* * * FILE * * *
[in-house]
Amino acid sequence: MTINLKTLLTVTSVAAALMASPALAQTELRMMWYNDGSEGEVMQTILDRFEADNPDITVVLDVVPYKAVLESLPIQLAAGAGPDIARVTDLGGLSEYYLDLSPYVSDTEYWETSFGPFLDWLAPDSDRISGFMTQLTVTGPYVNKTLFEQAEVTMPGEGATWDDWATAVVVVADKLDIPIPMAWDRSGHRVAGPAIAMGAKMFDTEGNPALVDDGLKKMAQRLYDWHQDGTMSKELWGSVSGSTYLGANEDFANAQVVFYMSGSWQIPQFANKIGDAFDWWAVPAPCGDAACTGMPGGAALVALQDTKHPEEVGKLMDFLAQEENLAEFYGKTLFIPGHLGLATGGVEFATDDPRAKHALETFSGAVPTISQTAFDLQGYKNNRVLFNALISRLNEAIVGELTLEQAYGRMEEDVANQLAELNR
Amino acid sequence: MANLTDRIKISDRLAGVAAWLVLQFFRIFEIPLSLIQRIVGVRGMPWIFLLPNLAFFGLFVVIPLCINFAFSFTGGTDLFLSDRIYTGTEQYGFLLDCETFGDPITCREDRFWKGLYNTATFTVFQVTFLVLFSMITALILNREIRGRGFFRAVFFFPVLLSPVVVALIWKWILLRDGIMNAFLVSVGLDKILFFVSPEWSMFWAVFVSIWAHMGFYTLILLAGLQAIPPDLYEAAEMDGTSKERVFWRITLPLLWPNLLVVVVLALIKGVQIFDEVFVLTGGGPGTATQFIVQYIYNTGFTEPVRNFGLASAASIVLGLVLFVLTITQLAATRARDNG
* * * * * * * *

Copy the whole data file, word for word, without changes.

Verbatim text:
[in-house]
Amino acid sequence: MTINLKTLLTVTSVAAALMASPALAQTELRMMWYNDGSEGEVMQTILDRFEADNPDITVVLDVVPYKAVLESLPIQLAAGAGPDIARVTDLGGLSEYYLDLSPYVSDTEYWETSFGPFLDWLAPDSDRISGFMTQLTVTGPYVNKTLFEQAEVTMPGEGATWDDWATAVVVVADKLDIPIPMAWDRSGHRVAGPAIAMGAKMFDTEGNPALVDDGLKKMAQRLYDWHQDGTMSKELWGSVSGSTYLGANEDFANAQVVFYMSGSWQIPQFANKIGDAFDWWAVPAPCGDAACTGMPGGAALVALQDTKHPEEVGKLMDFLAQEENLAEFYGKTLFIPGHLGLATGGVEFATDDPRAKHALETFSGAVPTISQTAFDLQGYKNNRVLFNALISRLNEAIVGELTLEQAYGRMEEDVANQLAELNR
Amino acid sequence: MANLTDRIKISDRLAGVAAWLVLQFFRIFEIPLSLIQRIVGVRGMPWIFLLPNLAFFGLFVVIPLCINFAFSFTGGTDLFLSDRIYTGTEQYGFLLDCETFGDPITCREDRFWKGLYNTATFTVFQVTFLVLFSMITALILNREIRGRGFFRAVFFFPVLLSPVVVALIWKWILLRDGIMNAFLVSVGLDKILFFVSPEWSMFWAVFVSIWAHMGFYTLILLAGLQAIPPDLYEAAEMDGTSKERVFWRITLPLLWPNLLVVVVLALIKGVQIFDEVFVLTGGGPGTATQFIVQYIYNTGFTEPVRNFGLASAASIVLGLVLFVLTITQLAATRARDNG